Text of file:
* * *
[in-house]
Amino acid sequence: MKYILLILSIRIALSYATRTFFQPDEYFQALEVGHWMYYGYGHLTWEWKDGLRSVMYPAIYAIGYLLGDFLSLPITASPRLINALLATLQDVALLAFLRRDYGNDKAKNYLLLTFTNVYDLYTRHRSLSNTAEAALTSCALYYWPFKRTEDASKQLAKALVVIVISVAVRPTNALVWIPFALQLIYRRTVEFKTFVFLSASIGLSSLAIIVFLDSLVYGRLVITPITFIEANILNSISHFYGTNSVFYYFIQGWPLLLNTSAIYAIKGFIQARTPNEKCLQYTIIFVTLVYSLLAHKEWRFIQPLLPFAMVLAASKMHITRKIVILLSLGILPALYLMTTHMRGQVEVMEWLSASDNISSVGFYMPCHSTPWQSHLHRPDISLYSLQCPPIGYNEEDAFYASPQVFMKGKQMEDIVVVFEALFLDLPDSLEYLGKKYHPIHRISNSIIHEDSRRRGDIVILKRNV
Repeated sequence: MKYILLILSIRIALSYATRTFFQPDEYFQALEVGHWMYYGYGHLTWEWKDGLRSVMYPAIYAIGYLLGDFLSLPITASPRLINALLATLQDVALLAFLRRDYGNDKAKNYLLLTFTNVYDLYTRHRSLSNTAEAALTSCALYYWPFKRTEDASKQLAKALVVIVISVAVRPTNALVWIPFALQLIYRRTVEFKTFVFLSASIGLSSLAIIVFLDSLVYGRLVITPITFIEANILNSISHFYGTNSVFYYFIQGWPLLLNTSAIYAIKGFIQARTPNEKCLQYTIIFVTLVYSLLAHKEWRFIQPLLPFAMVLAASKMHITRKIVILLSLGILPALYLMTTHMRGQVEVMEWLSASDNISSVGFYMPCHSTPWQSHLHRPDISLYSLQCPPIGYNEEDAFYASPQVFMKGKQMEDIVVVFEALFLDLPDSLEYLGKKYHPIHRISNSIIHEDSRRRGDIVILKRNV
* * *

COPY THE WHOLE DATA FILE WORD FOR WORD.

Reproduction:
[in-house]
Amino acid sequence: MKYILLILSIRIALSYATRTFFQPDEYFQALEVGHWMYYGYGHLTWEWKDGLRSVMYPAIYAIGYLLGDFLSLPITASPRLINALLATLQDVALLAFLRRDYGNDKAKNYLLLTFTNVYDLYTRHRSLSNTAEAALTSCALYYWPFKRTEDASKQLAKALVVIVISVAVRPTNALVWIPFALQLIYRRTVEFKTFVFLSASIGLSSLAIIVFLDSLVYGRLVITPITFIEANILNSISHFYGTNSVFYYFIQGWPLLLNTSAIYAIKGFIQARTPNEKCLQYTIIFVTLVYSLLAHKEWRFIQPLLPFAMVLAASKMHITRKIVILLSLGILPALYLMTTHMRGQVEVMEWLSASDNISSVGFYMPCHSTPWQSHLHRPDISLYSLQCPPIGYNEEDAFYASPQVFMKGKQMEDIVVVFEALFLDLPDSLEYLGKKYHPIHRISNSIIHEDSRRRGDIVILKRNV
Repeated sequence: MKYILLILSIRIALSYATRTFFQPDEYFQALEVGHWMYYGYGHLTWEWKDGLRSVMYPAIYAIGYLLGDFLSLPITASPRLINALLATLQDVALLAFLRRDYGNDKAKNYLLLTFTNVYDLYTRHRSLSNTAEAALTSCALYYWPFKRTEDASKQLAKALVVIVISVAVRPTNALVWIPFALQLIYRRTVEFKTFVFLSASIGLSSLAIIVFLDSLVYGRLVITPITFIEANILNSISHFYGTNSVFYYFIQGWPLLLNTSAIYAIKGFIQARTPNEKCLQYTIIFVTLVYSLLAHKEWRFIQPLLPFAMVLAASKMHITRKIVILLSLGILPALYLMTTHMRGQVEVMEWLSASDNISSVGFYMPCHSTPWQSHLHRPDISLYSLQCPPIGYNEEDAFYASPQVFMKGKQMEDIVVVFEALFLDLPDSLEYLGKKYHPIHRISNSIIHEDSRRRGDIVILKRNV